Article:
It is a highly convoluted duct behind the testis, along which sperm passes to the vas deferens. It is a tube that connects a testicle to a vas deferens in the male reproductive system.
Symptoms: Signs and symptoms of epididymitis might include: A swollen, red or warm scrotum. Testicle pain and tenderness, usually on one side. Painful urination or an urgent or frequent need to urinate. Discharge from the penis. Painful intercourse or ejaculation. A lump on the testicle. Enlarged lymph nodes in the groin.
Diagnosis: STI screening: A narrow swab is inserted into the end of your penis to obtain a sample of discharge from your urethra. The sample is checked in the laboratory for gonorrhea and chlamydia. Urine and blood tests: Samples of your urine and blood are analyzed for abnormalities. Ultrasound: This imaging test might be used to rule out testicular torsion. Ultrasound with color Doppler can determine if the blood flow to your testicles is lower than normal indicating torsion or higher than normal, which helps confirm the diagnosis of epididymitis.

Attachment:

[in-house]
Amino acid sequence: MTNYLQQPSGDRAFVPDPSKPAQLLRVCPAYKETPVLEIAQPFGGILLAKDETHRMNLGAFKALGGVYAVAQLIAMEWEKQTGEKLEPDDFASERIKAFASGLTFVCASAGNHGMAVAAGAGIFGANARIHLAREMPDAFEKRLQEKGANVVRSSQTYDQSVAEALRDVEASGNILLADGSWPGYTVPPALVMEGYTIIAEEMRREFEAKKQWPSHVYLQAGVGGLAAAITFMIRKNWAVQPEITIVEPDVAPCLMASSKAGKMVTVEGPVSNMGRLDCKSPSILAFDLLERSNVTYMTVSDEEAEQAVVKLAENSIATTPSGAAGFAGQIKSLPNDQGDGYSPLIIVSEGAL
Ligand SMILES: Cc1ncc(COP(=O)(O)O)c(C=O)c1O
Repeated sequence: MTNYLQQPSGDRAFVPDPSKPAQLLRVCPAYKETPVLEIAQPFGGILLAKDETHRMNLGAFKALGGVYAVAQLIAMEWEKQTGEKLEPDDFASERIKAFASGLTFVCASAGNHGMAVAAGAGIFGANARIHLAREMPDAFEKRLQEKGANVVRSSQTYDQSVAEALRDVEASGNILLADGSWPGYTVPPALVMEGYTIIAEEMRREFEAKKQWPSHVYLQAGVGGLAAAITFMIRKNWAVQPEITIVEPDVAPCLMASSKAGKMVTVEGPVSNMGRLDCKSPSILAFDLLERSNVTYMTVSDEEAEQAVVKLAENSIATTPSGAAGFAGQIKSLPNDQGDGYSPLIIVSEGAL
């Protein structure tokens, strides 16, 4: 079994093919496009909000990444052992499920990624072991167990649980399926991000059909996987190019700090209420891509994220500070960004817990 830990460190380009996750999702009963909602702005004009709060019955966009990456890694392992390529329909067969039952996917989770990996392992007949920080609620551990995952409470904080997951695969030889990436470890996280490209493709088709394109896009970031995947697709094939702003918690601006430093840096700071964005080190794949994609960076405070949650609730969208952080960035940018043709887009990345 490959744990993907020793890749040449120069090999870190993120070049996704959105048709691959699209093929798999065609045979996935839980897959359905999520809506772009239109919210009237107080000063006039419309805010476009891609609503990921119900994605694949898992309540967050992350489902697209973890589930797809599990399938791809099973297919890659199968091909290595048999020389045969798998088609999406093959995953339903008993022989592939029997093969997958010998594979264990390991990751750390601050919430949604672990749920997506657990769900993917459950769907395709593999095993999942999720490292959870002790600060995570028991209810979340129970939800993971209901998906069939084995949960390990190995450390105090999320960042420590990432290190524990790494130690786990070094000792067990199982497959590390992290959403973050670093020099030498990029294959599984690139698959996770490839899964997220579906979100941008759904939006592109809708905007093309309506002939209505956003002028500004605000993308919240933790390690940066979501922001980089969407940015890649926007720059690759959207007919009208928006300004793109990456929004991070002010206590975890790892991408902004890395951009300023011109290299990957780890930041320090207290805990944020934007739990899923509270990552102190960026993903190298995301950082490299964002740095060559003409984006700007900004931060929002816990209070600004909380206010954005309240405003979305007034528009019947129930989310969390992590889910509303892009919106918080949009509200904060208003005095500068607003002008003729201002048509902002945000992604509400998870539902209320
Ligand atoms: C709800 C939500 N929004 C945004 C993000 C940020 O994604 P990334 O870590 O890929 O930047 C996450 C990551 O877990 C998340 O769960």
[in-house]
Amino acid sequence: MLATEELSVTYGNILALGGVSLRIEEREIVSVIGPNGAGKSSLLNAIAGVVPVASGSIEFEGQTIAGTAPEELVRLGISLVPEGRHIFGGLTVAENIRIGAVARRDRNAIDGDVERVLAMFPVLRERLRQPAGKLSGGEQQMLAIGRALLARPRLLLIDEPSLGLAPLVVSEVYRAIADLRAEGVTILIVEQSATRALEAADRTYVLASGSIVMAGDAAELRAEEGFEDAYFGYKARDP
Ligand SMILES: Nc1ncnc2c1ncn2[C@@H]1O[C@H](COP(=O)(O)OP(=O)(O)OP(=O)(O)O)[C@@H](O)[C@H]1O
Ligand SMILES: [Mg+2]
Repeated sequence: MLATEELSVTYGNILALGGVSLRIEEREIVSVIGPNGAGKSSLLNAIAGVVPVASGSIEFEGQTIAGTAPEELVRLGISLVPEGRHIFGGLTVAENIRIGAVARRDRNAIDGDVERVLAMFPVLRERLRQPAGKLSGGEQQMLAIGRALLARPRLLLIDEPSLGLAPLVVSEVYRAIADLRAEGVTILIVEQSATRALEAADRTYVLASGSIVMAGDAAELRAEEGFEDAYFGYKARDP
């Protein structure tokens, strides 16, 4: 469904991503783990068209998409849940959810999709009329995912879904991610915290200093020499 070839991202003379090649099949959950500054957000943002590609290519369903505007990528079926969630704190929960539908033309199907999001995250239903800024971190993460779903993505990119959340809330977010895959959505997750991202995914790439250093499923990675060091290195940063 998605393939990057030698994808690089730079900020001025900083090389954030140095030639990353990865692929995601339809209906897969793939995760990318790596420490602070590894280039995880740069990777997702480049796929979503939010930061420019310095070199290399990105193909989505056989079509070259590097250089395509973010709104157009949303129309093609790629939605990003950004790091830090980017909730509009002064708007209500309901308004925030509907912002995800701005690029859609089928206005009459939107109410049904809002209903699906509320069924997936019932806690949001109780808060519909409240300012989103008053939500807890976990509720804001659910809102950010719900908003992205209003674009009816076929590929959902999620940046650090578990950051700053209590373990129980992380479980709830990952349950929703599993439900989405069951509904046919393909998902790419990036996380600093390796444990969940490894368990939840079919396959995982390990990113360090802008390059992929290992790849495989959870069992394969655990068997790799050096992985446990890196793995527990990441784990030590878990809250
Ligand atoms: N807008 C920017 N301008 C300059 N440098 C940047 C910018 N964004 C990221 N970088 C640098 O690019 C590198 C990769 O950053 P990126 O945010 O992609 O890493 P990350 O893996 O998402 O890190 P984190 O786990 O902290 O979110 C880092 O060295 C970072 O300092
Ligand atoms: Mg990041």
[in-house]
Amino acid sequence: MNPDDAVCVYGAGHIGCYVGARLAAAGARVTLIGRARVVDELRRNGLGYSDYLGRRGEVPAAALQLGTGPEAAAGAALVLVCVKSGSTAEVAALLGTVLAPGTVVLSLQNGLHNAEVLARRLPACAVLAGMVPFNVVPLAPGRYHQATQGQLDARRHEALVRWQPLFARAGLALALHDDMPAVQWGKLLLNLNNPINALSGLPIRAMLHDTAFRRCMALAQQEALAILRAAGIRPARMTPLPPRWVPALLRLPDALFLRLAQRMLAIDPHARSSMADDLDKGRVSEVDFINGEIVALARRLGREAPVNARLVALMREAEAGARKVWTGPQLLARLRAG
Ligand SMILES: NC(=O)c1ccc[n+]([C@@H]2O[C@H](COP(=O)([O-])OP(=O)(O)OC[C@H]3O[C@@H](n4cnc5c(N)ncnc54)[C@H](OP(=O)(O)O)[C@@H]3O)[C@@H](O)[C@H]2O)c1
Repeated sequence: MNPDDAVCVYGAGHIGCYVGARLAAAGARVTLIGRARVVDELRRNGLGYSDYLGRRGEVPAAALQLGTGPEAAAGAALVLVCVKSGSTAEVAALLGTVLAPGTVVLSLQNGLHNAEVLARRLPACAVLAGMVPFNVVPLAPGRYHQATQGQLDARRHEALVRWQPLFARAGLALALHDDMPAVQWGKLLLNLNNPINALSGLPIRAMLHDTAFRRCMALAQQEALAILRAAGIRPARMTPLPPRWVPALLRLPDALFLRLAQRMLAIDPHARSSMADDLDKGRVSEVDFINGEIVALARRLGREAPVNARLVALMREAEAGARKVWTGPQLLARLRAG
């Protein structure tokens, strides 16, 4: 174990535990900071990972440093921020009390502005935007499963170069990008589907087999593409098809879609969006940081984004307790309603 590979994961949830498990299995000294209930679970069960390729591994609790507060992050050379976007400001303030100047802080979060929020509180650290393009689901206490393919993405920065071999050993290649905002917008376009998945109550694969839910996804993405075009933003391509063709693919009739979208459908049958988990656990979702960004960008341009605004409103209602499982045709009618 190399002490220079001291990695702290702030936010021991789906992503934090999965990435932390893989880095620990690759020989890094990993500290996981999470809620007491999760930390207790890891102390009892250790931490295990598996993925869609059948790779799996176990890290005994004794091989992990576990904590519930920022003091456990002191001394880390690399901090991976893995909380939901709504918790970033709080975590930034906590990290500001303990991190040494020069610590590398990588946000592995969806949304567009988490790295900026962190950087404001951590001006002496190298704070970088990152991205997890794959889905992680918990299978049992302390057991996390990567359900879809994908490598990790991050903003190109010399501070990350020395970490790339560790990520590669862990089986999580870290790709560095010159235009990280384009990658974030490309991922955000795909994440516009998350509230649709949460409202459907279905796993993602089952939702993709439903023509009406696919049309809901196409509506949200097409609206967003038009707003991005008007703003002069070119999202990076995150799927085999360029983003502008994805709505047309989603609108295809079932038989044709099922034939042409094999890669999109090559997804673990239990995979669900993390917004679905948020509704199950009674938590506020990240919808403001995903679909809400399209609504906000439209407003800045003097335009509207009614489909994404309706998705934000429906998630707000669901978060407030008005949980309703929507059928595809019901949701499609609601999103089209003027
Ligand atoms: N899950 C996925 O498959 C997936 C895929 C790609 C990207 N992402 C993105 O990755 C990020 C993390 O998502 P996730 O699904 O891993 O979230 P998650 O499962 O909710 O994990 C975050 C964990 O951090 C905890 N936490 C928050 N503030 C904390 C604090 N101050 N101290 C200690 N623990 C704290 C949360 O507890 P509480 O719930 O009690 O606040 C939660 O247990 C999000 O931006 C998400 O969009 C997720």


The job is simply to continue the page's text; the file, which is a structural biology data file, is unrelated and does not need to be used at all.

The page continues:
Treament: Antibiotics are used if an infection is suspected. The treatment of choice is often azithromycin and cefixime to cover both gonorrhoeae and chlamydia. Fluoroquinolones are no longer recommended due to widespread resistance of gonorrhoeae to this class. Doxycycline may be used as an alternative to azithromycin.
Epidemology: It occurs primarily in those 16 to 30 years of age and 51 to 70 years.As of 2008 there appears to be an increase in incidences in the United States that parallels an increase in reported cases of chlamydia and gonorrhea.